A conservative-backed education group is launching a $1 million ad campaign in Virginia, hitting Democratic candidate Terry McAuliffe over his stances on parents' involvement in students' education.
Free to Learn Action will roll out the ad on Friday, airing it on television stations across the state, including major cable news networks. Additionally, voters in specific Virginia counties will be targeted through a digital component, according to the group.
According to CBS News, Free to Learn Action is supported by the conservative Concord Fund.
The 30-second spot, which is called "Pay the Price," zeroes in on comments made at last month's gubernatorial debate in which McAuliffe said he did not believe parents should tell schools what to teach. The ad also touches on the issue of failing test scores, sexual content in school learning materials, and the fallout over two sexual assault allegations against students.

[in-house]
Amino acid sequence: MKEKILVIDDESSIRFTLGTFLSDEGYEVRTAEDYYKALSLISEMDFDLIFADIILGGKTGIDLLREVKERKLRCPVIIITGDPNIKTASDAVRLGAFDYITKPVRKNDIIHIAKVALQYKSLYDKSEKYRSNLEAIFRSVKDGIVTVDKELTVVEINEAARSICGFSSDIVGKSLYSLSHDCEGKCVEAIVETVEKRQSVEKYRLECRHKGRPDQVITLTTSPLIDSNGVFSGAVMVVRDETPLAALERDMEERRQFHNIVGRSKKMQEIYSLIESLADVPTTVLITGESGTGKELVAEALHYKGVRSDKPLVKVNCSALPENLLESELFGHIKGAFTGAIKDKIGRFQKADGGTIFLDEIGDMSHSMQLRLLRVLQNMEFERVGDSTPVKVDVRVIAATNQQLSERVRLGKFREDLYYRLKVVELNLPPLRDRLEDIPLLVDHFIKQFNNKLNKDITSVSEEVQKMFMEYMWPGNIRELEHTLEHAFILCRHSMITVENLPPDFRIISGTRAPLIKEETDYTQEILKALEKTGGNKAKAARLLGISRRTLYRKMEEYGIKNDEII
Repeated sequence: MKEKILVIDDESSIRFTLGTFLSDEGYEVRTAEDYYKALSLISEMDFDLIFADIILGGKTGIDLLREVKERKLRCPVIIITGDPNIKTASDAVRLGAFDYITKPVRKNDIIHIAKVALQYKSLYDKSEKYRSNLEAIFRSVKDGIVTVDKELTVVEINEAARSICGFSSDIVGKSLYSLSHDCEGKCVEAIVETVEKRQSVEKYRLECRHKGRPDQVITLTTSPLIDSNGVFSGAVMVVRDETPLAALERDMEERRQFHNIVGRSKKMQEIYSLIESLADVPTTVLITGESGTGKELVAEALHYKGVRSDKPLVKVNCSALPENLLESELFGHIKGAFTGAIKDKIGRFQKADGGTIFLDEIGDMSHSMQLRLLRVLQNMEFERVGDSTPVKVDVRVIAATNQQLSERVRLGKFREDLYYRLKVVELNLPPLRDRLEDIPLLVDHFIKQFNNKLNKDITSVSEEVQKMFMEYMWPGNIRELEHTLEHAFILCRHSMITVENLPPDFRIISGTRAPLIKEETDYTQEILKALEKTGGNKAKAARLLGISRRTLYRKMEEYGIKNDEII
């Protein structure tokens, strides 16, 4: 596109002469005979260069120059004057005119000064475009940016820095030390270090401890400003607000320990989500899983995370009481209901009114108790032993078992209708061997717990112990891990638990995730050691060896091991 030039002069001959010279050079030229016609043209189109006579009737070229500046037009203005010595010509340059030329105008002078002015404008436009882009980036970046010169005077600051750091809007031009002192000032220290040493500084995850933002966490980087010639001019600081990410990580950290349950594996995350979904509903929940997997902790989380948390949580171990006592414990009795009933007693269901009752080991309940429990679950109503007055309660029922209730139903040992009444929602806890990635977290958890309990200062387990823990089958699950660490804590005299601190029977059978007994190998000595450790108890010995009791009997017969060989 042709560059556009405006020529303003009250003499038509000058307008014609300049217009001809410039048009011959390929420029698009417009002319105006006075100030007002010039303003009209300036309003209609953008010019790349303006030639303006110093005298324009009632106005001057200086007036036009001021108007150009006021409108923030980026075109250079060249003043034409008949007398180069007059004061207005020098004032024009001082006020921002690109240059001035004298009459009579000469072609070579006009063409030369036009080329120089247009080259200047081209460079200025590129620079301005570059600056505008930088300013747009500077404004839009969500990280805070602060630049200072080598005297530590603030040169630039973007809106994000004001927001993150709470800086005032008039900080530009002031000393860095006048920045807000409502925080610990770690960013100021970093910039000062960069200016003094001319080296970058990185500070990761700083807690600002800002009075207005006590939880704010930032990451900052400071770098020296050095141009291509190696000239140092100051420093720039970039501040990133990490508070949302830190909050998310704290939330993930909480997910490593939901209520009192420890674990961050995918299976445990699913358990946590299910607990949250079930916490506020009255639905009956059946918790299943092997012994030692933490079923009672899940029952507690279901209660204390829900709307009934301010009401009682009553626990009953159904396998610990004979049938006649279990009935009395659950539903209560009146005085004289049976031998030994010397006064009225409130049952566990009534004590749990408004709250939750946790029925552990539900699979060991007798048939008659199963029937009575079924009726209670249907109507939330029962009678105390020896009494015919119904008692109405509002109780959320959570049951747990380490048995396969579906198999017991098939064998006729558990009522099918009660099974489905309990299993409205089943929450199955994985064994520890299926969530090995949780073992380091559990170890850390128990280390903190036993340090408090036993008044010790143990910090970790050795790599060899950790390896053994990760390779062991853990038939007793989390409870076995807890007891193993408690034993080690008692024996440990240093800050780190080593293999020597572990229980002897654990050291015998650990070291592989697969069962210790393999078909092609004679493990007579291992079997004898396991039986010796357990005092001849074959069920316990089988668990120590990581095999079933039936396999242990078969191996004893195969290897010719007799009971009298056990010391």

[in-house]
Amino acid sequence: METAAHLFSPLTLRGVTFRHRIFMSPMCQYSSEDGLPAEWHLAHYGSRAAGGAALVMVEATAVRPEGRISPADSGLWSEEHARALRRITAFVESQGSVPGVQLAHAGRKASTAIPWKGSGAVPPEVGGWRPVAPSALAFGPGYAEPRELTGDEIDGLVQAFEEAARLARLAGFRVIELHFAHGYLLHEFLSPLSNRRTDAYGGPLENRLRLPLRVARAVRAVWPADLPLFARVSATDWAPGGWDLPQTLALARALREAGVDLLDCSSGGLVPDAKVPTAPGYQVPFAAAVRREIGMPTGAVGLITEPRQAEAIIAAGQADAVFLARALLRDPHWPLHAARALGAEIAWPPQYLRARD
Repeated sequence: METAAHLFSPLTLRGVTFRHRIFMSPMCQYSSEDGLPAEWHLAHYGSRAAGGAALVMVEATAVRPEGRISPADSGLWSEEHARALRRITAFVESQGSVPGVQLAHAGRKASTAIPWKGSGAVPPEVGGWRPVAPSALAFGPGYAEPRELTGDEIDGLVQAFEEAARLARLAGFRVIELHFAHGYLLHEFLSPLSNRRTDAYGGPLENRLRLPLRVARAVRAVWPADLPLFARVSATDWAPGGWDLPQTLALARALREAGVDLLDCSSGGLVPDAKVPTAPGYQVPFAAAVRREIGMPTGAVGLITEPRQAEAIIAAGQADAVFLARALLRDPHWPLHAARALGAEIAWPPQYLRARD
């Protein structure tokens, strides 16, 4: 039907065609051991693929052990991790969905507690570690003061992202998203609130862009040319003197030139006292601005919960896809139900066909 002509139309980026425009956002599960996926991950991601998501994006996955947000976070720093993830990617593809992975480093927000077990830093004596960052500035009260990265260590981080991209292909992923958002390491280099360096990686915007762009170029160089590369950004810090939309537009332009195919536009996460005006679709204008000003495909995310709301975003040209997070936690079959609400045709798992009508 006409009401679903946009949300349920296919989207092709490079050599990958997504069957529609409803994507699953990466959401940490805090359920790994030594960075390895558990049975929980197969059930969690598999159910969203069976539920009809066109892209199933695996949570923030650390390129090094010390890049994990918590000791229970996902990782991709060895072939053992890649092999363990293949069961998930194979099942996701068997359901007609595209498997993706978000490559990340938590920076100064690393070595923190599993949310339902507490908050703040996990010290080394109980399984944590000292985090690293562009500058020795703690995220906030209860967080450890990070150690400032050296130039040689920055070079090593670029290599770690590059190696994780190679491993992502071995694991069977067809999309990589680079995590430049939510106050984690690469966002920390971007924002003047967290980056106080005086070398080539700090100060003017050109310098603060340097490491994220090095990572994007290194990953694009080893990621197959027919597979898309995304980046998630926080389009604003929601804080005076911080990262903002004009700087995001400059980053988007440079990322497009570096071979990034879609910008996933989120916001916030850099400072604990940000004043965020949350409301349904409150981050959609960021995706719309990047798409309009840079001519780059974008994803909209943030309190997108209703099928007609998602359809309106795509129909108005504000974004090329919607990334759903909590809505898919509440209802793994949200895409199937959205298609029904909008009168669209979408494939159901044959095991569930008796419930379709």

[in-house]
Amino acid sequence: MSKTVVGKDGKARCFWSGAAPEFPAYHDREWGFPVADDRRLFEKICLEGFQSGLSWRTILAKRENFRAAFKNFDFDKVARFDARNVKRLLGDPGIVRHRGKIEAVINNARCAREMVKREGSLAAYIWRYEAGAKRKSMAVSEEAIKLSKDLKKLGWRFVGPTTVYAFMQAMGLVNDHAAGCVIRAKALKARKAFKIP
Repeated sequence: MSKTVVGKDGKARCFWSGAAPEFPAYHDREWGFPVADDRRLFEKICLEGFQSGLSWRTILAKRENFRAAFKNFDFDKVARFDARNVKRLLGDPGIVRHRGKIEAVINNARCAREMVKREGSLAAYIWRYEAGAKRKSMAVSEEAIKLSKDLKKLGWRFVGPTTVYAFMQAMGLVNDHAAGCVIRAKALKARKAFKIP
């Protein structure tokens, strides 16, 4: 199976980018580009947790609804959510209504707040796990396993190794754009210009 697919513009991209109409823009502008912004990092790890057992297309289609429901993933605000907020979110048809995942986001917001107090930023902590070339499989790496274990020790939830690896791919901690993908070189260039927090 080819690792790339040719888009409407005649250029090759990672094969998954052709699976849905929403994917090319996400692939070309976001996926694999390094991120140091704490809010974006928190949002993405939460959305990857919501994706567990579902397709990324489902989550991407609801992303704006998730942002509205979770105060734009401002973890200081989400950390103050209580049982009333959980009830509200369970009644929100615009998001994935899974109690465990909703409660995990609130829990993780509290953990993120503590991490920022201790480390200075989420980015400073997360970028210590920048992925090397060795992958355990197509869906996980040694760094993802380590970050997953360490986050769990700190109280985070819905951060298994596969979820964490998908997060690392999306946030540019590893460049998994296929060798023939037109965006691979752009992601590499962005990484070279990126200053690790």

The soundbite made waves with conservatives and Republican gubernatorial candidate Glenn Youngkin, who has been pushing education-related issues as a key campaign platform. Youngkin was up with an ad hitting McAuliffe over the comments less than 24 hours after the forum.
But Youngkin and his supporters have tapped into conservative outrage expressed at the highly contentious school board meetings in Loudoun County, Virginia, which gained national attention over pushback against critical race theory and transgender issues in the classroom. Most recently, Youngkin has called for an investigation into the Loudoun County School Board's handling of the sexual assault allegations.
McAuliffe has brushed off Youngkin's attacks on education-related issues as "a dog whistle." His campaign also released an ad last week in which the former governor accused Youngkin of taking his words out of context. The American Federation of Teachers also launched an ad last week supporting McAuliffe on the issue of education.
The efforts come as the race is deadlocked with less than two weeks to go until Election Day and with hundreds of thousands of early votes already cast in the state. A Monmouth University survey released on Wednesday found Youngkin and McAuliffe tied at 46 percent.